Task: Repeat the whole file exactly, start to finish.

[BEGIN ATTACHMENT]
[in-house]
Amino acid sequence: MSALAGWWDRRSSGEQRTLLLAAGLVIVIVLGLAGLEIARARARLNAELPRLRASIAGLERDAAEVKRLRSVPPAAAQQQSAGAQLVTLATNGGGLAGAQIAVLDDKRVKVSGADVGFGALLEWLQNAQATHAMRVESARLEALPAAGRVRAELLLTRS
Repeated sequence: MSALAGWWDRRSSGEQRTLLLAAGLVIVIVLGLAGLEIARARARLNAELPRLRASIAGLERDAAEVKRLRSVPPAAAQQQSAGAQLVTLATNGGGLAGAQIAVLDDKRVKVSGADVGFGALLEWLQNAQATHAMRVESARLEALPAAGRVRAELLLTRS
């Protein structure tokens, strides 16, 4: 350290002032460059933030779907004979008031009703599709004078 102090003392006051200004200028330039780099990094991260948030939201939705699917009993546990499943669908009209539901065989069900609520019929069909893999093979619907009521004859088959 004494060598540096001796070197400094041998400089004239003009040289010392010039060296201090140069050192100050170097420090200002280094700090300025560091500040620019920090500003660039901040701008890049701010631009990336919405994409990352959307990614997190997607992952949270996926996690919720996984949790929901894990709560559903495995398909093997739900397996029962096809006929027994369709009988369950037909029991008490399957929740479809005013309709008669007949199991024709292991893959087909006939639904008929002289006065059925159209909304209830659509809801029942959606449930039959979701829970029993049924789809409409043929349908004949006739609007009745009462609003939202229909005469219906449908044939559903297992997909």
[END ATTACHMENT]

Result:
[in-house]
Amino acid sequence: MSALAGWWDRRSSGEQRTLLLAAGLVIVIVLGLAGLEIARARARLNAELPRLRASIAGLERDAAEVKRLRSVPPAAAQQQSAGAQLVTLATNGGGLAGAQIAVLDDKRVKVSGADVGFGALLEWLQNAQATHAMRVESARLEALPAAGRVRAELLLTRS
Repeated sequence: MSALAGWWDRRSSGEQRTLLLAAGLVIVIVLGLAGLEIARARARLNAELPRLRASIAGLERDAAEVKRLRSVPPAAAQQQSAGAQLVTLATNGGGLAGAQIAVLDDKRVKVSGADVGFGALLEWLQNAQATHAMRVESARLEALPAAGRVRAELLLTRS
């Protein structure tokens, strides 16, 4: 350290002032460059933030779907004979008031009703599709004078 102090003392006051200004200028330039780099990094991260948030939201939705699917009993546990499943669908009209539901065989069900609520019929069909893999093979619907009521004859088959 004494060598540096001796070197400094041998400089004239003009040289010392010039060296201090140069050192100050170097420090200002280094700090300025560091500040620019920090500003660039901040701008890049701010631009990336919405994409990352959307990614997190997607992952949270996926996690919720996984949790929901894990709560559903495995398909093997739900397996029962096809006929027994369709009988369950037909029991008490399957929740479809005013309709008669007949199991024709292991893959087909006939639904008929002289006065059925159209909304209830659509809801029942959606449930039959979701829970029993049924789809409409043929349908004949006739609007009745009462609003939202229909005469219906449908044939559903297992997909």